In early June with PG trading near $78, it was anticipated that the stock price might be moving up over the next six weeks in anticipation of a strong earning report on August 1. To guard against some time loss in a long call option while waiting for the stock to move up, a diagonal spread with PG call options was selected.

    Original Trade (6/11):

    Buy 1 July (monthly) 75 call for $3.60 and sell 1 June (monthly) 80 call for $.35 for a net cost of $3.25.

    First Continuation (6/21):

    With PG trading around $77.50, the June (monthly) 80 call expired worthless. The June (weekly exp 6/28) 80 call was sold for $.15, reducing the cost basis of the July (monthly) 75 call down to $3.10.

    Second Continuation (6/28):

    With PG trading around $77, the June (weekly exp 6/28) 80 call expired worthless. The July (weekly exp 7/5) 80 call was sold for $.10, reducing the cost basis of the July (monthly) 75 call down to $3.00.

    Third Continuation (7/5):

    With PG trading around $78.50, the July (weekly exp 7/5) 80 call will expired worthless. The July (weekly exp 7/12) 80 call was sold for $.25, reducing the cost basis of the July (monthly) 75 call down to $2.75.

    Outlook (7/5 to 7/19):

    By selling weekly calls every Friday beginning with 6/21, the original cost of the July (monthly) call has been reduced from $3.60 down to $2.75 while waiting for the price of PG stock to move up. This continuation with weekly options has produced a profit when simply holding the long Jul 75 would currently reflect a small loss. Moreover, it has not been necessary to abandon the original viewpoint that PG stock would make a move up as we progress toward the expiration our July 75 call on 7/19.

    By continuing the diagonal spread with the selling of weekly options, sufficient compensation has been achieved to offset the time value lost in the long July (monthly) call. If at any time along the way, there had been a surge in the PG stock price to a level above $80, the diagonal spread could have been closed for a nice profit. Selling weekly options also allowed for a frequent re-evaluation of the long position to see if an early exit seemed appropriate.

    Disclosure: I have no positions in any stocks mentioned, and no plans to initiate any positions within the next 72 hours.

    Jul 06 6:29 AM | Link | Comment!
  • Diagonal Spreads Include The Best Features Of Vertical And Horizontal Spreads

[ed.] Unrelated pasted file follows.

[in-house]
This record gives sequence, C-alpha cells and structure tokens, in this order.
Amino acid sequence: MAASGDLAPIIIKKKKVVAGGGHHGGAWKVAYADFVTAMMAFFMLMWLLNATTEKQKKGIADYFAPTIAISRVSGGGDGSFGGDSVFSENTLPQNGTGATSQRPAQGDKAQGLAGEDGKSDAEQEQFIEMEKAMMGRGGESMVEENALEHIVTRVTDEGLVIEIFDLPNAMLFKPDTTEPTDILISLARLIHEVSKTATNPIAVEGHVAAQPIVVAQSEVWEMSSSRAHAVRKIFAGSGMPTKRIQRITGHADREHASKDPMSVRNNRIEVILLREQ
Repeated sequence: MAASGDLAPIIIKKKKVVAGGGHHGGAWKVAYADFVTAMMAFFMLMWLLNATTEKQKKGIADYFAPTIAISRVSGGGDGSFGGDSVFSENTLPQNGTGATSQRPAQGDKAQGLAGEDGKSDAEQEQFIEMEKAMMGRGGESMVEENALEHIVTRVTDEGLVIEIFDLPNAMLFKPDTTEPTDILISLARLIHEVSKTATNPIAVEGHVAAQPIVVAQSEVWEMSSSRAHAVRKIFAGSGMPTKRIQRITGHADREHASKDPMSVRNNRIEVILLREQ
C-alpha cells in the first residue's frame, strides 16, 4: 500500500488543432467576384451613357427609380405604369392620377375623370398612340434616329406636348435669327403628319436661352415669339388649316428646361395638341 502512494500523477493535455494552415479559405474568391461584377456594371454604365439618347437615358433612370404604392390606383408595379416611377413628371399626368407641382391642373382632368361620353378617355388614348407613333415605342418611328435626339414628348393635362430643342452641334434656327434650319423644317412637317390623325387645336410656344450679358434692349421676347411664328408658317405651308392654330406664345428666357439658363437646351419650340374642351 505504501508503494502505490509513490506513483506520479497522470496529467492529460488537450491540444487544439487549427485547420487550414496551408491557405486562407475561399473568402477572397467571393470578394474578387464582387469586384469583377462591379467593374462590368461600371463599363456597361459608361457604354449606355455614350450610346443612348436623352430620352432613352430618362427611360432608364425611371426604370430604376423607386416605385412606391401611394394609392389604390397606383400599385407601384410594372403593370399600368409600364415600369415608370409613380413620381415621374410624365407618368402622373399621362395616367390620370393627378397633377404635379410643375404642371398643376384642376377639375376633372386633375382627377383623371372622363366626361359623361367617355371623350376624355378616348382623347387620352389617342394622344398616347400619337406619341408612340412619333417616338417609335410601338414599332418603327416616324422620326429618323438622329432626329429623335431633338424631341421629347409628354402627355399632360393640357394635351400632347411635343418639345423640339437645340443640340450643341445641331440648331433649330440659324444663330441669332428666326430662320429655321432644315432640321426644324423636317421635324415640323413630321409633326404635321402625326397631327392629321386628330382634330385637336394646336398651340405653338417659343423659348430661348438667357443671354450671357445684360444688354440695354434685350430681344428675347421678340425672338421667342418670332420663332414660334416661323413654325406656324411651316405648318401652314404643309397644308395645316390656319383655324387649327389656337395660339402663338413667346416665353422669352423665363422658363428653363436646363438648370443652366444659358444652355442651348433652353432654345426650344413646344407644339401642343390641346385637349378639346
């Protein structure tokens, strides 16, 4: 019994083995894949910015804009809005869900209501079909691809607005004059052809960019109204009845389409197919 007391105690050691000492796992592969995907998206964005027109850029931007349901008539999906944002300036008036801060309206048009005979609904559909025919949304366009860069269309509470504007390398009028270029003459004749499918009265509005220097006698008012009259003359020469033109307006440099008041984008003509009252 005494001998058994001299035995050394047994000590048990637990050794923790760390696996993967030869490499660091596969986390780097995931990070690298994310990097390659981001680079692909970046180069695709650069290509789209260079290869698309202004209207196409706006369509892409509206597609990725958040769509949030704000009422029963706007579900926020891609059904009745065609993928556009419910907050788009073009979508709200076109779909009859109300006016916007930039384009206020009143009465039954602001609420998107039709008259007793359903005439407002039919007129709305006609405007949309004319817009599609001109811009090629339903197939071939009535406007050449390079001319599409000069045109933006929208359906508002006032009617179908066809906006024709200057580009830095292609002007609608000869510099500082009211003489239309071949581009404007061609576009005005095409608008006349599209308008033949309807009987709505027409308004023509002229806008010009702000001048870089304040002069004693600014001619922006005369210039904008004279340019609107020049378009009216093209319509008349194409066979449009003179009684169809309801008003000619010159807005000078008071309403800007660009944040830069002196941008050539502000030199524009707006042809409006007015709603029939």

The diagonal spread offers a great compromise between the vertical spread and the horizontal spread. It incorporates the best features of each while avoiding some of the drawbacks of each.

    Let's briefly review the vertical and horizontal spreads including the shortcoming of each. For the discussion here, we will consider only debit spreads.

    VERTICAL SPREAD

    You buy a Call (Put) that has a delta of magnitude .45 to .65. Then you sell a Call (Put) with a higher (lower) strike price. Both Calls (Puts) will have the same expiration date. Ideally, you want the sale price of the short option to lower the cost of the long option by at least 30%.

    The Vertical Spread achieves its maximum return at expiration when the price of the underlying stock has moved beyond the strike price of the short option.

    Shortcomings of the Vertical Spread: Must wait until the expiration of both options to achieve the best profit. Profit is limited to the difference between the two strike prices less the net cost of the spread.

    HORIZONTAL SPREAD (also called a calendar spread or time spread)

    You buy a Call (Put) with a strike price that is near the current stock price. The expiration date of the long Call (Put) is typically 4-8 weeks in the future. Then you sell a Call (Put) with the same strike price and a closer expiration date. Ideally, you want the sale price of the short option to lower the cost basis by at least 30%.

    The Horizontal Spread achieves its maximum return if the stock price is very near the common strike price when the short Call (Put) expires.

    Shortcomings of the Horizontal Spread: The stock price must be very near the common strike price at expiration in order to have a reasonable profit. If the stock price is even modestly removed (up or down) from the strike price, the spread is unlikely to produce a profit. Must be wary of any event (earnings report, etc) that might cause a large move in the stock price prior to the near term expiration date.